Re: Swap over network

Jose Orlando Pereira (
Tue, 29 Apr 1997 18:08:00 +0100

Pavel Machek wrote:
> I looked. Well, I did not look too much. I'm interested in just one thing:
> How do you solve deadlocks?
> Imagine that there's not enough (physical) memory to receive packet. There's
> enough swap, but storm of packets just ate all physical memory. This is
> situation when deadlock is near: You still have to send/receive ARPs, and you
> must be able to emit swap-out packet(s) and receive acknowledges.

Yes, we also stumbled across that one. ;-) And the answer was forcing
processes marked as "unswappable" (e.g. the swapper and init) to have
their priority boosted to GFP_ATOMIC when requesting free pages. This
is still an optimistic solution, as the kernel can run out of free
pages, but we saw that by increasing the MIN_FREE_PAGES by 50%
we have never seen deadlocks again. Just to be safe, we increased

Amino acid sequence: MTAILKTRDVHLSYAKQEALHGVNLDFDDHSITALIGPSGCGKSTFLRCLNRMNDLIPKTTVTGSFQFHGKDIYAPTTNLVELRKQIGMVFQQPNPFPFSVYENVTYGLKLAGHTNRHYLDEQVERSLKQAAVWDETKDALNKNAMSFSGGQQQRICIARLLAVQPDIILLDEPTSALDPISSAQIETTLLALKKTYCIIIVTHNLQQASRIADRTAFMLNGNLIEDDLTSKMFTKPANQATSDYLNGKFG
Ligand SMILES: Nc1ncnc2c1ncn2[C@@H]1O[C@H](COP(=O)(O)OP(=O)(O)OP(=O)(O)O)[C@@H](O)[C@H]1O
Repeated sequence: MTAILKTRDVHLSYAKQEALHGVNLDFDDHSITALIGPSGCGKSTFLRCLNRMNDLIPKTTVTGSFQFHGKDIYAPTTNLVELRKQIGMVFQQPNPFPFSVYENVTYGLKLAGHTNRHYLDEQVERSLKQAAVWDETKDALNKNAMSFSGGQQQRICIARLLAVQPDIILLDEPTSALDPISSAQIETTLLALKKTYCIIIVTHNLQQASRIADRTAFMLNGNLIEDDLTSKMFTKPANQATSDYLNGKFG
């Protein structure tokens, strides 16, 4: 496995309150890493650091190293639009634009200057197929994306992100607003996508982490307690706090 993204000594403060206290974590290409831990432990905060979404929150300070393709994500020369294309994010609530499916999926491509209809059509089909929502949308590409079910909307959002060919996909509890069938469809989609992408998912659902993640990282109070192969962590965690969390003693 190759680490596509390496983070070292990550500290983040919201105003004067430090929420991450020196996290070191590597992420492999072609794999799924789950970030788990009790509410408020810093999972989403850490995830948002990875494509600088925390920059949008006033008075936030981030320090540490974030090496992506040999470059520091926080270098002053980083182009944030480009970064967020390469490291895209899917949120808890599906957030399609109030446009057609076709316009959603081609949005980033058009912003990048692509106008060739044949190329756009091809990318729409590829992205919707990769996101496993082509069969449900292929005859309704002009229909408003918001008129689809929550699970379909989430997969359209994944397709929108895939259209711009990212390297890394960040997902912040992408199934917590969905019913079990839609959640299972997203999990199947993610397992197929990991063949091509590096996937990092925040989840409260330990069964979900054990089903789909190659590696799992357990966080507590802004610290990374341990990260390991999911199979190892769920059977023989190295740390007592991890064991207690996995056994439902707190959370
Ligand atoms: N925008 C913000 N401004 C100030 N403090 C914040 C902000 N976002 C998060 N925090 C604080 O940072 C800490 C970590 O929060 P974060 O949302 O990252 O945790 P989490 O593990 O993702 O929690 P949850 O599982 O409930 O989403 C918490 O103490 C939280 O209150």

it a little further.

The tests that it stood up were *really*evil*! ;-) We made a machine
with 16Mb of memory fill up to 40Mb and then we called swapoff.
This causes severe memory shortage and process killing and we had
no problems with deadlocks again.

> :-). You would have to pagelock whole process with its libraries.
> And libc is much too big, these days.

But the absolute minimum of libc required to page out some pages
is quite small and with the above mentioned patch it fits
in the MIN_FREE_PAGES. Just be optimistic and tune it
as necessary! ;-)

> Hmm - I think that it is ok to assume that swapper can not fail.
> My current problem now is deadlock described above. If we solve that,
> linux will have nice, working swapping over network.

Hmm... Are you sure? What if the server gets unplugged and the kernel
requests one page from it? Won't it hang for ever?

Jose Orlando Pereira
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